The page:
Thursday, March 8, 2012


Sometimes life just seems busier than usual. Case in point, right now:

Preaching, reading groups, office move, vacation planning, high school transition, D.Min papers and reading, ministry assessment, taxes, birthdays, fundraising proposals, fundraiser event, new study group, meeting with people, conferences.

I asked the Lord this morning to speak into these things. He says, "Lo, I am with you always even to the end of the age." I say, "I hope this is not the end." He says, "Abide in me." So I spent some time in prayer committing these things to Jesus.

He is the end.

Thursday, February 16, 2012

Church From Meal to Meal

I have a theory that you can tell a lot about a church just by observing how often and with whom it eats.

The common meal has always been at the center of what it means to be the people of God - from the story of manna in the desert to the disciples breaking bread in homes to the banquet as a sign of the age to come - the meal has a sacramental quality about it.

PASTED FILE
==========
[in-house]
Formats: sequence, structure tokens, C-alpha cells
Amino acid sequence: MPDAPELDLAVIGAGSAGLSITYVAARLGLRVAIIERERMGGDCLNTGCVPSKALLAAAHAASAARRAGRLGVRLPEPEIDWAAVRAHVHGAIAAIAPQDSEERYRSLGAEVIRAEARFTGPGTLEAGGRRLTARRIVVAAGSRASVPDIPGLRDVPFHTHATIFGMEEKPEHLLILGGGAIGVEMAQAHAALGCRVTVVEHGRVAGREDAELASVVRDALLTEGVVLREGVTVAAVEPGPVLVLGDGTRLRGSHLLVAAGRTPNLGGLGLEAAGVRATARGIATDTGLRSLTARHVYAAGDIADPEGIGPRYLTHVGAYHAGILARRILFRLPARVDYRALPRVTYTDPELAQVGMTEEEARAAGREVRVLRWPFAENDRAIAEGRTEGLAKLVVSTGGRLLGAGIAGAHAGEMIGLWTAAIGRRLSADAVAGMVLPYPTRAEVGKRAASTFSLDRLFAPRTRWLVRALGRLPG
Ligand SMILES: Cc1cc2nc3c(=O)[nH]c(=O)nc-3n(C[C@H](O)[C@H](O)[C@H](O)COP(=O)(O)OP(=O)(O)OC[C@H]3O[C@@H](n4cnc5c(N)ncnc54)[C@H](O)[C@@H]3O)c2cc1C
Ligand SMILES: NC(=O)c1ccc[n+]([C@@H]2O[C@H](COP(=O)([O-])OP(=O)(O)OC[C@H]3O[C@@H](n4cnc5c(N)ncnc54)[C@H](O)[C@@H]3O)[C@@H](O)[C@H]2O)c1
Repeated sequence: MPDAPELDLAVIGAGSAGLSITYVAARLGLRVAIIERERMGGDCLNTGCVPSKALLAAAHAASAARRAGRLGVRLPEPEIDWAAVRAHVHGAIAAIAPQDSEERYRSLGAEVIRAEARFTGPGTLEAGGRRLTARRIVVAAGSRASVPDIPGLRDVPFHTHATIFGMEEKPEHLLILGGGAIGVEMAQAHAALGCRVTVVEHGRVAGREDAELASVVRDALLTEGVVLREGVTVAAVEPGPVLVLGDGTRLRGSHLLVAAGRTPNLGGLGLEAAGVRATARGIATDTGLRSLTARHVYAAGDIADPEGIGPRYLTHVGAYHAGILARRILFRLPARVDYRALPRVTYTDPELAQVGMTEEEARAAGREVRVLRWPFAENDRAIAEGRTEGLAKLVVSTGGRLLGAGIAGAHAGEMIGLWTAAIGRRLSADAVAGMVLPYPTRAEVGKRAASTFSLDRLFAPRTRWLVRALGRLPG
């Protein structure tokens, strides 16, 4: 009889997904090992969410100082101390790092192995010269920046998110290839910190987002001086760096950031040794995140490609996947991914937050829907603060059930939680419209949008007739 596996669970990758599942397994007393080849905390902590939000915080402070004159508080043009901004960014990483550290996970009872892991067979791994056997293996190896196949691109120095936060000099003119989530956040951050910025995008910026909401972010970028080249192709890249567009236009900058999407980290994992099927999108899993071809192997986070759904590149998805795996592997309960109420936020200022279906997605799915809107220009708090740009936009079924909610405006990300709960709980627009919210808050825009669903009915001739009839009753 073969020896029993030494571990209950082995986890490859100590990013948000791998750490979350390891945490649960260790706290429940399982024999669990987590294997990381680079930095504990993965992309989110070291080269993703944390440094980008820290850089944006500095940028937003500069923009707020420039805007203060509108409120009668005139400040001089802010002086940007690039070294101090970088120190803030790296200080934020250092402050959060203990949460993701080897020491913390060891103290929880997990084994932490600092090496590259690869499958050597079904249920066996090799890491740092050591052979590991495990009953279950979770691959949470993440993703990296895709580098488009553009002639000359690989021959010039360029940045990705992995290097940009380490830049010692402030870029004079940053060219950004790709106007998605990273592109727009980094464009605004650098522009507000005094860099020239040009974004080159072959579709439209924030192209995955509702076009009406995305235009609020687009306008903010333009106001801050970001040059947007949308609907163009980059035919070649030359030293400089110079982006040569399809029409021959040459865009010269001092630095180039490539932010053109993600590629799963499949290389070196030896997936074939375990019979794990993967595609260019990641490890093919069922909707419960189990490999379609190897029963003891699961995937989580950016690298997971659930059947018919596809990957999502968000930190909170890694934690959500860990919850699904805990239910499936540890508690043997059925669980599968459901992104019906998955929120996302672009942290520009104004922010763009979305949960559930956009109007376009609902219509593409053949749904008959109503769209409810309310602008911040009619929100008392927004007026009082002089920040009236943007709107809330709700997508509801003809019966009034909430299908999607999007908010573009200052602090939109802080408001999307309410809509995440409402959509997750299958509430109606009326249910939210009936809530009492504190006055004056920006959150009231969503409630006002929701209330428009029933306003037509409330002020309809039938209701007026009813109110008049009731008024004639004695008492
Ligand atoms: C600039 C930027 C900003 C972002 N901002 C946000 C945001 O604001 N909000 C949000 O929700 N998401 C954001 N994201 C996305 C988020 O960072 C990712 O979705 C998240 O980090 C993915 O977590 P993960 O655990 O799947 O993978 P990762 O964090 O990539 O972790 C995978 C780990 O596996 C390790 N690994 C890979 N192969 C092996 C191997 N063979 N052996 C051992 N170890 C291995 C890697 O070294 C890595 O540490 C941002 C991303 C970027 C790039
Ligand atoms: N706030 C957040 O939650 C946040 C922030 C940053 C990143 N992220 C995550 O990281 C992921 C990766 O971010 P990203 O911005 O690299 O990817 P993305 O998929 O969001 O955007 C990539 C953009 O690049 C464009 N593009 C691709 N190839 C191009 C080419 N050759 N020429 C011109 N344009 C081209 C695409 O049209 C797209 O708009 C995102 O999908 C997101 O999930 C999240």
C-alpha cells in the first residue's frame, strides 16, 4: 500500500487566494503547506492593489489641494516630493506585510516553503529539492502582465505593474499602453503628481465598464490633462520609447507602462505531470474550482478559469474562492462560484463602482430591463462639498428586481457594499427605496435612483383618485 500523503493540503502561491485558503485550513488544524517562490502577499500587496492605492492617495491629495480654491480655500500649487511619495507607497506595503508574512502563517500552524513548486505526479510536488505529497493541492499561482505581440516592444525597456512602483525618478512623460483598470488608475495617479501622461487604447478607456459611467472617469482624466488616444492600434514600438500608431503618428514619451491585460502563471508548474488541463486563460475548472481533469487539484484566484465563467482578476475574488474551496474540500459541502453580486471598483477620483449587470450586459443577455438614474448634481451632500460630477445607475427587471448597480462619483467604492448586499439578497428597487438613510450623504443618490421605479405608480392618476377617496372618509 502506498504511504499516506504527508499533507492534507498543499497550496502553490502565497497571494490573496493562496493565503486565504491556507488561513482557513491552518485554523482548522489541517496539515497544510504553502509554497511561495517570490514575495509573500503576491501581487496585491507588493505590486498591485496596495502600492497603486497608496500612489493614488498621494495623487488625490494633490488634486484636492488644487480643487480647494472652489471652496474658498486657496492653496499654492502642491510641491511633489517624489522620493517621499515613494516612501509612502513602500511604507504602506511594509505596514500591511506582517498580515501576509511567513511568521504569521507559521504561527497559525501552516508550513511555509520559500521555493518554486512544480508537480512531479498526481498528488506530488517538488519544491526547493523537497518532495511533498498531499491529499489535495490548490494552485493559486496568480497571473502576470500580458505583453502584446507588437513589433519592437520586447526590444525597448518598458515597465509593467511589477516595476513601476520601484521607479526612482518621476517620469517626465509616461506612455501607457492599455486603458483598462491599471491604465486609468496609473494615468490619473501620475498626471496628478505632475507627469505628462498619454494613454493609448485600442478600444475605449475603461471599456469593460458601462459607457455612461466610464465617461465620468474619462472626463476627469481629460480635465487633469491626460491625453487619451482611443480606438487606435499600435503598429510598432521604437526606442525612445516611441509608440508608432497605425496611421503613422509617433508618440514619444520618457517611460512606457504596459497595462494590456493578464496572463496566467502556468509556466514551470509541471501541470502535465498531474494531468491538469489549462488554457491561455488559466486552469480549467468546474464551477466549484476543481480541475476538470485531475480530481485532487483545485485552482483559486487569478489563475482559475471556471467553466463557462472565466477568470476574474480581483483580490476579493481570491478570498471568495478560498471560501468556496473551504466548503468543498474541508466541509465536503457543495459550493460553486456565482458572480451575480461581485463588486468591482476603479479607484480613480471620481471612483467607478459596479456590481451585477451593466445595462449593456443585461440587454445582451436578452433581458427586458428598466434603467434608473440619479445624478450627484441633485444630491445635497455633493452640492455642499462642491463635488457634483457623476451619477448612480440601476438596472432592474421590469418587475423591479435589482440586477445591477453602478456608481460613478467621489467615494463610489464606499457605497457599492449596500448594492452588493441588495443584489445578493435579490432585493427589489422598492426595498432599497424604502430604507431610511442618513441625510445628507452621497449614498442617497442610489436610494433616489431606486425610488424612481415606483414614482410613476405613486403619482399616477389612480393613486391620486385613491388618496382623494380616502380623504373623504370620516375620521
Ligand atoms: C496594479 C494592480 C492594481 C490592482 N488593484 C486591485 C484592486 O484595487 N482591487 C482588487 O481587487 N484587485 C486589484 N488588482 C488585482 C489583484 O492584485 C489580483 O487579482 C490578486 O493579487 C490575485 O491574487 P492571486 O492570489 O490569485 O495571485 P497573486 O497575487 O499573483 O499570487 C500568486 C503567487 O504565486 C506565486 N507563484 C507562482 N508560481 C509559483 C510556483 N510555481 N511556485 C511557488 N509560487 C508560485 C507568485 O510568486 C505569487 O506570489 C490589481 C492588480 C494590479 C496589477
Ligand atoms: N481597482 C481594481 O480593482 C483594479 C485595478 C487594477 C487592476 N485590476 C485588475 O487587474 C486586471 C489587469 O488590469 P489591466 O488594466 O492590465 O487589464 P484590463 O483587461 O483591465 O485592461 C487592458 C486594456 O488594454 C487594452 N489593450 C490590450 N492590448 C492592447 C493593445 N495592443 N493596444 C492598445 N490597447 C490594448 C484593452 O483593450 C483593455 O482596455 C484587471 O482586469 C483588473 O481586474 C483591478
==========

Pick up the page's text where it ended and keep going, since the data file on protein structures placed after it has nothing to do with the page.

J.H. Yoder writes that when Jesus said, "Whenever you do this, do it in my memory" what he couldn't have meant was "Whenever you celebrate the mass" or "the Lord's Supper." What Jesus was referring to, what his disciples took him to mean was "whenever you have your common meal." "The meal Jesus blessed that evening and claimed as his memorial was their ordinary partaking of food for the body" (Body Politics).

With that in mind, I was thinking about the meals I've had recently. What if I strung those meals together, what would they tell me?